|Picked out 'Rainbow' after graduation.|
Do you remember the first time you tried something really scary? Like really scary? The first time I rode a big roller coaster we traveled to Sandusky for our annual trip to Cedar Point. The Iron Dragon was the big draw that year and though I loved the rides, something about those cars hanging down, swinging side to side, zooming through fog, bugs, and screaming amusement park guests simply freaked me out. My mom (who loves roller coasters), godmother, best friend, and my sister, though just didn’t care – they were going on that ride no matter how much I sobbed, dragged my feet, or told them it was not a good idea. And they were taking me with them.
At ten years old, I wore my anxiety on my sleeve and blue-mascara tears streaked down my face as my mother dragged me toward that horrifying death trap of a ride. I was petrified. This amusement park ride, a calculated risk that was not going to hurt me physically was tearing me up inside – there was no way, in my mind, that I was going to live to tell the tale of The Iron Dragon. In the meantime, I looked a damn fool crying in that line! Our little group lugged me along, inch-by-inch, rail-by-rail, anyway. My mom knew me well enough to know I sometimes needed a bit of a shove to get myself off the ground. And that’s what she was doing that day.
|No worry ice cream!|
Occasionally, Maddy has gripping moments of anxiety about the unknown, too; as many children do I’m sure. Every now and then she will get to thinking about house fires or tornadoes and the devastating effects that could occur. She’ll hear snippets about the real world - from friends, on the news, that vast world I can’t control once she leaves these Mommy arms. She might read something in a book, think and think, then end up down to talk to us about her concerns. Those nights we talk to her about the ways we keep our home safe, her safer. Rarely, though is she the inconsolable child laying it all out, being pulled by her parents to the front car of the biggest roller coaster of the year. It’s just not how she works.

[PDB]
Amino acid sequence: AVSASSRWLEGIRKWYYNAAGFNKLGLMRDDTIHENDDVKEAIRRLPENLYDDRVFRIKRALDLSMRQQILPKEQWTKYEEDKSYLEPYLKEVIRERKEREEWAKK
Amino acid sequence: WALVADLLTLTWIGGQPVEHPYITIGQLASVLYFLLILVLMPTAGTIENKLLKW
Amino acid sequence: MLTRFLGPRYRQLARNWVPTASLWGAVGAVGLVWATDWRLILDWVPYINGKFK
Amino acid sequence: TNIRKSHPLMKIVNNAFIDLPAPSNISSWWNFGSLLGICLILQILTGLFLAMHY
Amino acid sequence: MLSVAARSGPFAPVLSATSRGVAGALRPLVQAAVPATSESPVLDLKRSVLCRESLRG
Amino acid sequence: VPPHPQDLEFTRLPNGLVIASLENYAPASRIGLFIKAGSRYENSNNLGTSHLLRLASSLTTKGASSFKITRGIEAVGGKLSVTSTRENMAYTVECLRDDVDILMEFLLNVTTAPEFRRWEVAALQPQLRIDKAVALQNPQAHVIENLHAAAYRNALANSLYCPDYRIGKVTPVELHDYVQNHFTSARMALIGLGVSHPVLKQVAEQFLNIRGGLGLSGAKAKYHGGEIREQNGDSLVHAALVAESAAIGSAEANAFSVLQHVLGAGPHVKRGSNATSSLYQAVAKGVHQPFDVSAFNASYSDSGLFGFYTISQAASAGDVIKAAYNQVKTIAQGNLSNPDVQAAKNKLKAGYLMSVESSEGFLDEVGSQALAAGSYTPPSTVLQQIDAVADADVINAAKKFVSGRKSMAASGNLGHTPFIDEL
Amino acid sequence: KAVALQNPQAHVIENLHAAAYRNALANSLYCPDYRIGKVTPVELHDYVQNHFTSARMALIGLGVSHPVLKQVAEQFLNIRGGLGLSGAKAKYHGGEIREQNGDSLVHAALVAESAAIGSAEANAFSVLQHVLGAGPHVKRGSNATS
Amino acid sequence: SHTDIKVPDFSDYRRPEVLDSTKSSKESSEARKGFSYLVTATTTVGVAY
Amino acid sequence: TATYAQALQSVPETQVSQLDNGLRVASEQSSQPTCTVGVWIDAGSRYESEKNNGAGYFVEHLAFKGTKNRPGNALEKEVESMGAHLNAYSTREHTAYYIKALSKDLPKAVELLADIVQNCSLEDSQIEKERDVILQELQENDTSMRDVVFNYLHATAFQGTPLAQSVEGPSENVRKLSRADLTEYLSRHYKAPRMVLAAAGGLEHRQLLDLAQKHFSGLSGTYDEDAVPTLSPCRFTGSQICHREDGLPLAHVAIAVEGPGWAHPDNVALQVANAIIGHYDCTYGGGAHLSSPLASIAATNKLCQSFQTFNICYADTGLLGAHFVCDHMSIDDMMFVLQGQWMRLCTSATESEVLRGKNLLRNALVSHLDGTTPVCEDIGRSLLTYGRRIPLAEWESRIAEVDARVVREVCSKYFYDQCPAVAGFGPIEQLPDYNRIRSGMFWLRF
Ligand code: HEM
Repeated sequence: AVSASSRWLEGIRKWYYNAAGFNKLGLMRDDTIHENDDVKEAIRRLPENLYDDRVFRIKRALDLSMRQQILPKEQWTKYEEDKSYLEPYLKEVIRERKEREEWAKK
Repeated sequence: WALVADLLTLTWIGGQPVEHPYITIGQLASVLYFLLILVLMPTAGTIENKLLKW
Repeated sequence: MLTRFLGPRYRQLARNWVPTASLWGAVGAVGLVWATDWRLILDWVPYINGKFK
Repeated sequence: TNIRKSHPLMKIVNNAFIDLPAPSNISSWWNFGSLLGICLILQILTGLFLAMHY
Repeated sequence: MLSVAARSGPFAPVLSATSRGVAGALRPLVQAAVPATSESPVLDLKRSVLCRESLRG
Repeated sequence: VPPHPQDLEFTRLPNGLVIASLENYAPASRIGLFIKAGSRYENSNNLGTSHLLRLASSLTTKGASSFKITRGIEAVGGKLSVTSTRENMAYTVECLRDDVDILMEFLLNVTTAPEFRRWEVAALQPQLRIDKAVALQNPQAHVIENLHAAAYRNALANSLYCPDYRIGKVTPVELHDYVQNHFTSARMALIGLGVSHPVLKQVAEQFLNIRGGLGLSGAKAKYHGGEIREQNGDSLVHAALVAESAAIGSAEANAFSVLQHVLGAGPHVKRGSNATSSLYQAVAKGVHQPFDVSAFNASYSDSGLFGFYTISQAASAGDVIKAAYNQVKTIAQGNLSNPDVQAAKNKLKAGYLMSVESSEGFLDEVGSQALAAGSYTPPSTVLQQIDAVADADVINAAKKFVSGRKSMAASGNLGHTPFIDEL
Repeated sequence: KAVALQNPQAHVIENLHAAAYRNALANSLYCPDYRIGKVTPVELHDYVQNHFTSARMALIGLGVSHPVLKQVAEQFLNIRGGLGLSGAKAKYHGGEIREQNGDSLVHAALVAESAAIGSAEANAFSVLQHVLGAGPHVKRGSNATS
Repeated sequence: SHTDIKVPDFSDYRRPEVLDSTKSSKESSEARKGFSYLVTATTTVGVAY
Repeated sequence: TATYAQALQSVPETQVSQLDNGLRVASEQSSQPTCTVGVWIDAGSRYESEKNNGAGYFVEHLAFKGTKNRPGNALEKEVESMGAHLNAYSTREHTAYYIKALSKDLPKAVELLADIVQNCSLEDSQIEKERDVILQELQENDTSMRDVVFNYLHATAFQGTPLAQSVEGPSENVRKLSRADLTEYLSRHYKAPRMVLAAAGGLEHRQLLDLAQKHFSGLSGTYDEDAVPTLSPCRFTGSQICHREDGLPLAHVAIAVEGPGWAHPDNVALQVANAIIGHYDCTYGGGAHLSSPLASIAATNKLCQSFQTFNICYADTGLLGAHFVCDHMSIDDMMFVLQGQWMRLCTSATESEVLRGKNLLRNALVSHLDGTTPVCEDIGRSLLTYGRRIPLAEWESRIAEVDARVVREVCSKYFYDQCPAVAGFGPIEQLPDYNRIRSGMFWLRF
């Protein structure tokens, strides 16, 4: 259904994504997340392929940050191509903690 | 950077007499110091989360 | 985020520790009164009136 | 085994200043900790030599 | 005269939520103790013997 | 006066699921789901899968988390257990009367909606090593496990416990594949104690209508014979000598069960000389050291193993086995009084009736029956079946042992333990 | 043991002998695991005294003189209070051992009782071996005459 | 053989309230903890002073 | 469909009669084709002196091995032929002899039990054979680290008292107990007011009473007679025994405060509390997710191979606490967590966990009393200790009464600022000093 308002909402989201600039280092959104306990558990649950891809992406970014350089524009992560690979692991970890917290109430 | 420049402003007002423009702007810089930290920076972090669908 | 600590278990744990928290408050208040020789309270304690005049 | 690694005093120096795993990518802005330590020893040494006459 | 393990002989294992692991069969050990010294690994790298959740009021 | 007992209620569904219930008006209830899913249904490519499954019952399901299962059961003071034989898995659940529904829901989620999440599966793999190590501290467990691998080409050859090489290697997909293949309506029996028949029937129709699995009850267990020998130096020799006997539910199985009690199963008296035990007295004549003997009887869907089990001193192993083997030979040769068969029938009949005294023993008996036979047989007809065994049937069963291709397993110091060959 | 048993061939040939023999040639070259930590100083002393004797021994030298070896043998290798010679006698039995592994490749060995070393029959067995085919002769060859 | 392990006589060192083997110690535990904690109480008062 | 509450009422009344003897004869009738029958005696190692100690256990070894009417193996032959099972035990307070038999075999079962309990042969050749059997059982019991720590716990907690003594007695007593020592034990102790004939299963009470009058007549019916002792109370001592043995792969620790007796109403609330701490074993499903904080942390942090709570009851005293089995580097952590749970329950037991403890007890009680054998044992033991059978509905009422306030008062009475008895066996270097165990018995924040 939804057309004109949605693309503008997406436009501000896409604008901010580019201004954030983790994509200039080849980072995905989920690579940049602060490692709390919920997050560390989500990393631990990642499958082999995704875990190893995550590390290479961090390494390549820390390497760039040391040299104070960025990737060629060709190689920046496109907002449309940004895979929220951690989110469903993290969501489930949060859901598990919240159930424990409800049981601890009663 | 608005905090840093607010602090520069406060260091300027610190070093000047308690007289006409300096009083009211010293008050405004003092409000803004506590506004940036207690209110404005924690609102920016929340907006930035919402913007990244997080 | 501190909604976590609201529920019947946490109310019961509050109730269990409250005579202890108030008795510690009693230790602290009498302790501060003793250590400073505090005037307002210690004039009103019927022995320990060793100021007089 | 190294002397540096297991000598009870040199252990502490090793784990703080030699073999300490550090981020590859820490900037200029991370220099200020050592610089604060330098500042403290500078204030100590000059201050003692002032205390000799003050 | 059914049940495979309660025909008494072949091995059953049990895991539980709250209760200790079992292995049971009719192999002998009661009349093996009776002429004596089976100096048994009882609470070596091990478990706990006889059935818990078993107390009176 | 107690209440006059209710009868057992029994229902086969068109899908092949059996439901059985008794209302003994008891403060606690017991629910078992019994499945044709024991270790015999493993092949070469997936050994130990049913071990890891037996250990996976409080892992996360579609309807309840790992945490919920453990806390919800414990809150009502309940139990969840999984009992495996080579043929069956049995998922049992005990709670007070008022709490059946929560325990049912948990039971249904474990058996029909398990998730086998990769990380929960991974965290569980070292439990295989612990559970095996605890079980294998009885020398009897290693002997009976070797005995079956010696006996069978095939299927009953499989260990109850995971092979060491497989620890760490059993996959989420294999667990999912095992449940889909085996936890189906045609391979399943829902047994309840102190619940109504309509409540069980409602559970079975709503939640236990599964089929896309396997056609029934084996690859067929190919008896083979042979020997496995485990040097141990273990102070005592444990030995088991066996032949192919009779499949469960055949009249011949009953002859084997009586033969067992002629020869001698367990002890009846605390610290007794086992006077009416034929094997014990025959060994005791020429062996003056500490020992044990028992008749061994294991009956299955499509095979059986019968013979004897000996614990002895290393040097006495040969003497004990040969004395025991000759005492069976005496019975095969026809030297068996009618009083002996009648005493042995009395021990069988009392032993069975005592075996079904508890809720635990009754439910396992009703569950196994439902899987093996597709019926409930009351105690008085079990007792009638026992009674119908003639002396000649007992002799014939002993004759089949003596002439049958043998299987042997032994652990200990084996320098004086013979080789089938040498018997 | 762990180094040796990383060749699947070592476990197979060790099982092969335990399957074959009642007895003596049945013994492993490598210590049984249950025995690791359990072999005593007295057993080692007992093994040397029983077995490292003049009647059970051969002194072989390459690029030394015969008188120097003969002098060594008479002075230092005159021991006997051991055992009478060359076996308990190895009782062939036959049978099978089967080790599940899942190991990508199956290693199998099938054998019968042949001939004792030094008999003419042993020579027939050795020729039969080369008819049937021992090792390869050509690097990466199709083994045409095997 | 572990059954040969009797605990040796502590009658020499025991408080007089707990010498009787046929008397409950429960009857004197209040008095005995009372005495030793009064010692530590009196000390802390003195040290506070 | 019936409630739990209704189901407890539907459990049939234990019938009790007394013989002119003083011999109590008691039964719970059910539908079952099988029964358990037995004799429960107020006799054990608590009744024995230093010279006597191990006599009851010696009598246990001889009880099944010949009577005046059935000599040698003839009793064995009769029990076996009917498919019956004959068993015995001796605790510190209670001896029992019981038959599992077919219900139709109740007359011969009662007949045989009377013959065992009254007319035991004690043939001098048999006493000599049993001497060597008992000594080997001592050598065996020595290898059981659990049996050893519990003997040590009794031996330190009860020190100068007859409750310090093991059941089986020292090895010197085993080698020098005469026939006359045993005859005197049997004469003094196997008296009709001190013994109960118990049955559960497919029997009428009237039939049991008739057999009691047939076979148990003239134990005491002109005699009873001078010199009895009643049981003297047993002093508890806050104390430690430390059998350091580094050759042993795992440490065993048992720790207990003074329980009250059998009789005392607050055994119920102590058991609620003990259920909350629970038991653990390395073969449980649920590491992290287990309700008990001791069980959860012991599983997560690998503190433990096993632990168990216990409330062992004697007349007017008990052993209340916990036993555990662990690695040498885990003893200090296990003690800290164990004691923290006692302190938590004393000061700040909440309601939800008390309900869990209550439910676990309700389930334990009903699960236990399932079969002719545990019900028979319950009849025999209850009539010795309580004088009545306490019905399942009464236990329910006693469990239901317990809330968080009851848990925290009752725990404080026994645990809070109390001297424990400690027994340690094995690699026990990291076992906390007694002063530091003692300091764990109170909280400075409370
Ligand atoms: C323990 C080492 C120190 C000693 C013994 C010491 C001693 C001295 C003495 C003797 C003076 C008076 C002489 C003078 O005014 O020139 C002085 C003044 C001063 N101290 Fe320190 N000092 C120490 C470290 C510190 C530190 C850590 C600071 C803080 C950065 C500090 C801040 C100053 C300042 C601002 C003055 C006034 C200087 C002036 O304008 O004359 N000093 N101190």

In my own 35 years, my fears and worries have subsided some and what’s left, I’ve learned to push up my sleeve a bit, hide what I used to wear so visibly. To a perfect stranger, even to those that know me, as it turns out, my unease isn’t evident most days. Some have even gone so far to call me STRONG. And I’ve believed them, too, so I go with it, “work it,” as they say.
It has taken Maddy far less time to live strong – to not let this peanut allergy rule her life anymore . She, though, is brave. Braver than I ever was as a child. And she has no need to hide anything up her sleeve. I rarely have to give her the same little shoves my mom had to give to me - and it is a constant surprise to me.
|Graduation came just in time for Valentine's Day Party - phew!|
Days before Peanut Allergy Desensitization Graduation, we contemplated, “how long do you think it will take Maddy to stop asking, ‘is it okay for me?’ or to ‘have mom check it’ before she is comfortable eating a new food or even a tried and true?” How long, I wondered more often, would it take me? We were all quite certain these habits would not only be difficult to break, but uncomfortable - intentionally allow her to eat food laced with poison we know just months before would have killed her. Even though we’d watched desensitization working, even as we’d seen her nibbling peanut after peanut, even as we dreamed of free days ahead, I was sure my worries would get the better of me, and then her.
|The Iron Dragon|
Free days were ahead, though. Graduation day came and went with exhilaration similar to that roller coaster ride. Maddy’s anxiety was quickly squelched by her excitement and the minute we left the building she began talking about her new life – what she could do, who she would tell. Our other questions were swiftly answered – it took Maddy exactly no time to stop asking to check labels, if food was okay for her or anything at all related. At dinner that evening, she specifically said, “Mom, do not say anything about peanuts.” She ordered her own food, allowed me no time to ask the server anything, ordered a cookie for dessert, and she was fine. More than just fine - she was ecstatic!
|Maddy's 1st concert - livin' life to the fullest!|
Since then, Maddy has embraced this new identity – readily. She has eagerly tried new foods, jumped in line at church coffee hour and has been elated to tell us, “Do not even look at the label, mom,” over & over. And we have really celebrated together! It is amazing how quickly she has adapted. I have shakingly adjusted to the new identity as well - stuffed my anxieties up that ol’ sleeve and strapped on my OIT safety belt. And just like that 'tween at Cedar Point, as soon as I realize something is safe, and even sometimes good for me, I embrace it wholeheartedly. The Iron Dragon, for instance became my favorite ride that trip – we rode it over and over!
The night Maddy graduated, our little group brought her gifts & cards and toasted together to this huge achievement, this new sense of freedom for Maddy. Our server asked if we were celebrating a birthday - we couldn’t tell her yes, of course, but it was almost difficult to say “no,” as well. We were commemorating a day in our lives that will go down in our history as one of great importance - the first day of the rest of her ‘new’ life - one that she was ready and willing to jump right into!